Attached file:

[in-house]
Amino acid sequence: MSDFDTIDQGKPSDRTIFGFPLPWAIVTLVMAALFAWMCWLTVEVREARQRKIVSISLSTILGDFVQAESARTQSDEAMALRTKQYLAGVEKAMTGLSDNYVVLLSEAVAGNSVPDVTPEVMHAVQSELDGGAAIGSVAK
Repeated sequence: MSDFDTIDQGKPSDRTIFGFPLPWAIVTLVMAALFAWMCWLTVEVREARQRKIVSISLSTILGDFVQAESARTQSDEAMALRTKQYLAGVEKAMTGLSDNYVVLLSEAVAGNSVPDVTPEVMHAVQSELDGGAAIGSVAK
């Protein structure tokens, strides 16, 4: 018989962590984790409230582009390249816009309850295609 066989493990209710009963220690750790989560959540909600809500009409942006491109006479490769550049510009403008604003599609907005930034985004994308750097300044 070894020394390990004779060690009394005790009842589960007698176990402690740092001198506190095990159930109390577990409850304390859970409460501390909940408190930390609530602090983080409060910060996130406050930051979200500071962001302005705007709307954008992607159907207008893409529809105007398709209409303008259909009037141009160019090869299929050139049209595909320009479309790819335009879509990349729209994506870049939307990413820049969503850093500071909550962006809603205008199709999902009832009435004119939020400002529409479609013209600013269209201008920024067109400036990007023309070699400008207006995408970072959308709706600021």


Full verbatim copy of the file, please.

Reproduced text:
[in-house]
Amino acid sequence: MSDFDTIDQGKPSDRTIFGFPLPWAIVTLVMAALFAWMCWLTVEVREARQRKIVSISLSTILGDFVQAESARTQSDEAMALRTKQYLAGVEKAMTGLSDNYVVLLSEAVAGNSVPDVTPEVMHAVQSELDGGAAIGSVAK
Repeated sequence: MSDFDTIDQGKPSDRTIFGFPLPWAIVTLVMAALFAWMCWLTVEVREARQRKIVSISLSTILGDFVQAESARTQSDEAMALRTKQYLAGVEKAMTGLSDNYVVLLSEAVAGNSVPDVTPEVMHAVQSELDGGAAIGSVAK
């Protein structure tokens, strides 16, 4: 018989962590984790409230582009390249816009309850295609 066989493990209710009963220690750790989560959540909600809500009409942006491109006479490769550049510009403008604003599609907005930034985004994308750097300044 070894020394390990004779060690009394005790009842589960007698176990402690740092001198506190095990159930109390577990409850304390859970409460501390909940408190930390609530602090983080409060910060996130406050930051979200500071962001302005705007709307954008992607159907207008893409529809105007398709209409303008259909009037141009160019090869299929050139049209595909320009479309790819335009879509990349729209994506870049939307990413820049969503850093500071909550962006809603205008199709999902009832009435004119939020400002529409479609013209600013269209201008920024067109400036990007023309070699400008207006995408970072959308709706600021």